Colorful content mapping visuals can tell a better story. (Image via mkandlez)
Let’s face it, content strategy traffics in spreadsheets. As we and our clients know, the rubber hits the road where the row meets the column. In our line of work, it just seems that the data points live for the familiar quadrants of the grid. But sometimes the traffic comes to a halt and a grid just won’t do. The music swells, the sentiment soars, and the data longs for a life outside the matrix. What does it want? — visualization.
As anyone knows, stories can be told quickly with pictures, and if you don’t need to provide exhaustive inventories for record keeping and analysis, it makes sense to consider a visual treatment of the information you need to present. It comes down to a question of what’s the best way to convey insights and make persuasive arguments, especially to an audience that has no patience for line reading. If a spreadsheet does the job, fine, but if you need to rivet attention to the telling points of your research a visual treatment may launch your audience right into the heart of the matter.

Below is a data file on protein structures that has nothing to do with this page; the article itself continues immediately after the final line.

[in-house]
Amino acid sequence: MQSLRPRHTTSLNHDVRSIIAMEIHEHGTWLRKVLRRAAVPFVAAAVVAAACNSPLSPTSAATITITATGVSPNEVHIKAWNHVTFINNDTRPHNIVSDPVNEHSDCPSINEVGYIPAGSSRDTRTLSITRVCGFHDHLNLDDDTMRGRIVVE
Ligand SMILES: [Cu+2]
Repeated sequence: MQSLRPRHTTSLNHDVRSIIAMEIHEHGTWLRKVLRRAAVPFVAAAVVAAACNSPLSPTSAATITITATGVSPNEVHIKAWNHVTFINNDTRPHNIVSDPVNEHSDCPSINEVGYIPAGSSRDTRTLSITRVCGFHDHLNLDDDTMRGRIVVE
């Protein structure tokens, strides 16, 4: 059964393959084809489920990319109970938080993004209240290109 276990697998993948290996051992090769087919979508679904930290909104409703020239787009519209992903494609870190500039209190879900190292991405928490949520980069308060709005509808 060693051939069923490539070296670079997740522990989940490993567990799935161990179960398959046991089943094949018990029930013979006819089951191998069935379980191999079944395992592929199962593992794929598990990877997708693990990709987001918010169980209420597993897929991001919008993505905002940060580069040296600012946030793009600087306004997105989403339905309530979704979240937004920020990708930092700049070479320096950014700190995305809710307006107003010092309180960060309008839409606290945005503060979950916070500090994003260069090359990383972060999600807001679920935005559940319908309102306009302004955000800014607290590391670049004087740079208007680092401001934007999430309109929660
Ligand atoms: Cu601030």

When I mention data visualization, I’m mostly talking about maps, something sorely lacking from the usual set of content strategy documents. Maps are ideal for capturing broad landscapes of information—the ecosystem—showing the breadth, hierarchies, and relationships of content. And when you are fortunate enough to have extensive site metrics to add to the picture that show such things as user paths, volume, and frequency, you will be able to create a vivid and powerful illustration of the state of things.
A mapping of data is also ideal for showing an evolution of a site—real or projected, which is important for the strategy side of the work. A simple comparison, a before and after, will lend extra force to either a content strategy you are attempting to enact or a retrospective of how your content strategy has led to transformative results.
When is it best to use data visualization?
Anytime you think a picture would tell a more powerful story, but especially during the discovery phase when you are trying to create a graspable perspective of the current state of content. Additionally, mapping is useful if you want to move on to the next iteration of a site and to show what’s been accomplished already.
What content insights are best suited for data visualization?
• Structural relationships: grouping similar types of content
• Volume: what areas are the deepest in terms of pages
• Hierarchies: what content is more important from a business perspective or from a user perspective
• User Paths: what are the paths users are taking to and from content
• Values: what content holds the most user interest
• Migration paths: where is content coming from, where is it going